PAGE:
- The last time the unemployment rate was lower than the current 3.7 percent came in December 1969, when it hit 3.5 percent.
- Shortly after hitting that level, the economy tipped into one of the mildest recessions the U.S. has ever seen.
- Some experts worry that the economy and could overheat and the Fed could help hasten a downturn by raising interest rates.
The near-50-year low in the unemployment rate signifies that a lot of good things have happened for the economy, but also could point to some bad things that could happen.
In fact, the last time the headline jobless level was lower, an economic downturn followed. December 1969 saw the rate fall to 3.5 percent, and it was at 6.1 percent a year later when the economy struggled through problems in 1970 that sound a lot like conditions now. The current unemployment rate is 3.7 percent.
Back then, the economy was coming off what at that point had been its longest expansion ever, a nearly nine-year period of prosperity that came amid aggressive fiscal expansion to finance the Vietnam War.
Growth finally started to peak, though, as 1969 came around, and by early the following year, the expansion was over.
That's the bad news.
The good news is that what followed was a nine-month slump that is one of the mildest recessions in U.S. history. GDP was negative only twice during the year — a 0.6 percent decline in the first quarter, then a 4.2 percent drop in the fourth quarter. In between there were increases of 0.6 percent and 3.7 percent. And by the time November 1970 rolled around, the economy was back on its feet en route to a three-year expansion that saw GDP growth average 5.1 percent a year.
In fact, some economists don't even count the 1970 downturn as a recession, instead considering it a pause in growth that quickly abated.
Investing experts are conflicted over whether the current economy is just getting revved up, on its way to another 1970-style slowdown, or ready to tumble into a late-1970's-style inflationary spiral that will precede a much sharper downturn. GDP grew 2.2 percent in the first quarter this year and 4.2 percent in the second, and may have registered above-4 percent growth in the third quarter.
"It doesn't give you a warm and fuzzy feeling when you see these types of unemployment rates," said Jim Paulsen, chief investment strategist at The Leuthold Group. "I don't really see very high odds of anything like the '70s. That said, I think we've got all the makings of a normal cyclical buildup in costs and inflation."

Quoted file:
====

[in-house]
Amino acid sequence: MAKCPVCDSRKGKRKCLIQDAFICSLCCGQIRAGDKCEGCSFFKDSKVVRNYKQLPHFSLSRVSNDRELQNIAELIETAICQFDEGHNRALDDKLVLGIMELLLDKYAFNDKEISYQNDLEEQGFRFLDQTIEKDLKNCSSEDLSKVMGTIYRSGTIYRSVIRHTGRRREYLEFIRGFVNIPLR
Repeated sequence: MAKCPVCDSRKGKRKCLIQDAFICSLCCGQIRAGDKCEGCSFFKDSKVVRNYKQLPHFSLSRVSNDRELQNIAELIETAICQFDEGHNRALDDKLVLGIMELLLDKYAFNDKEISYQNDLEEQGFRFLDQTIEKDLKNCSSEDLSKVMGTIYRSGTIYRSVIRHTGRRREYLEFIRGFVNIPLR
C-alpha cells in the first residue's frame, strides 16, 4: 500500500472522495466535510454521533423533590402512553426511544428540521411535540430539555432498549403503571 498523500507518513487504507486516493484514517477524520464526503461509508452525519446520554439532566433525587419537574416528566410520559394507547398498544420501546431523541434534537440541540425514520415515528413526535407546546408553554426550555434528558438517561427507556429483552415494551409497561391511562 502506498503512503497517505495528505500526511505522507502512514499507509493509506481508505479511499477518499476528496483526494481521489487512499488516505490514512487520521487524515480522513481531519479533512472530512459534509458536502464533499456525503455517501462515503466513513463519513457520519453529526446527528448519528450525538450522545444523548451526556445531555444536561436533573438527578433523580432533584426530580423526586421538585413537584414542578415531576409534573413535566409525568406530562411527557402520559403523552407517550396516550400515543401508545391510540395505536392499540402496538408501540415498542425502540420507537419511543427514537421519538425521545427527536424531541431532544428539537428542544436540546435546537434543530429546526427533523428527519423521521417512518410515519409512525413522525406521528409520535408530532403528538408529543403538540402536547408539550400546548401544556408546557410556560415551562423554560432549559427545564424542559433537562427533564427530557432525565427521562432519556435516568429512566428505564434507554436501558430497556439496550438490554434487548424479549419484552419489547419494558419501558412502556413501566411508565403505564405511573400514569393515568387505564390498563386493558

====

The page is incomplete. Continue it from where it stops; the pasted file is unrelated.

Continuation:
Put another way, while there are some similarities between the 2018 landscape and what happened in the 1970s, there are conditions in place now — demographics, technology, monetary policy — that argue against a return to a condition so drastic that former Fed Chairman Paul Volcker had to take the country into recession to cure it.
Fundamentals also are much better now than they were then. Business and consumer confidence is soaring, corporate profits are near record highs and interest rates, while rising, are still low.
But the sudden deterioration of any of those conditions, much like the slowdown happening in other parts of the world, is what worries Paulsen.
"You could get yourself into a situation where you're growing more slowly," he said. "A milder version, but nonetheless a version, of [a late-1970s economy] is a possibility."
Paulsen worries that an overheating in the economy eventually could lead to trouble, paving the way for another tightening in financial conditions that brings the expansion to a halt. Inflation measures have been creeping higher, resulting in a push to a seven-year high in the 10-year yield.
One area of worry is the Federal Reserve.
The central bank is on a rate-hiking cycle that began in December 2015 and likely will continue through next year and perhaps into 2020. Market participants worry that the Fed will keep hiking until it inverts the yield curve, a condition where short-dated yields exceed their longer-duration counterparts. That has been a reliable recession indicator for 50 years, and it's close to happening again.
The idea that "this time is different," pushed by Fed officials and elsewhere, could lead investors to be complacent, said Mark Holman, CEO of TwentyFour Asset Management.
"In the absence of a major surprise, some kind of big macro problem somewhere, I think it's going to be a mild recession and won't last very long," he said. "I would caveat that by saying it depends on what tips us in."
For clues as to when and how the next recession will take hold, Holman recommends watching the Fed's survey of loan officers, which describes current lending conditions and serves as a benchmark for how loose or tight fiscal conditions are at a given point in time.
"The day the curve does invert, your senior officers at all the big banks in the U.S. are going to be discussing their credit lending strategy," he said. "Tightening isn't just what the central bank does.
Ultimately, he sees recession hitting around 2020. Investors should start thinking about that day coming, though he said it's probably premature to begin adjusting portfolios.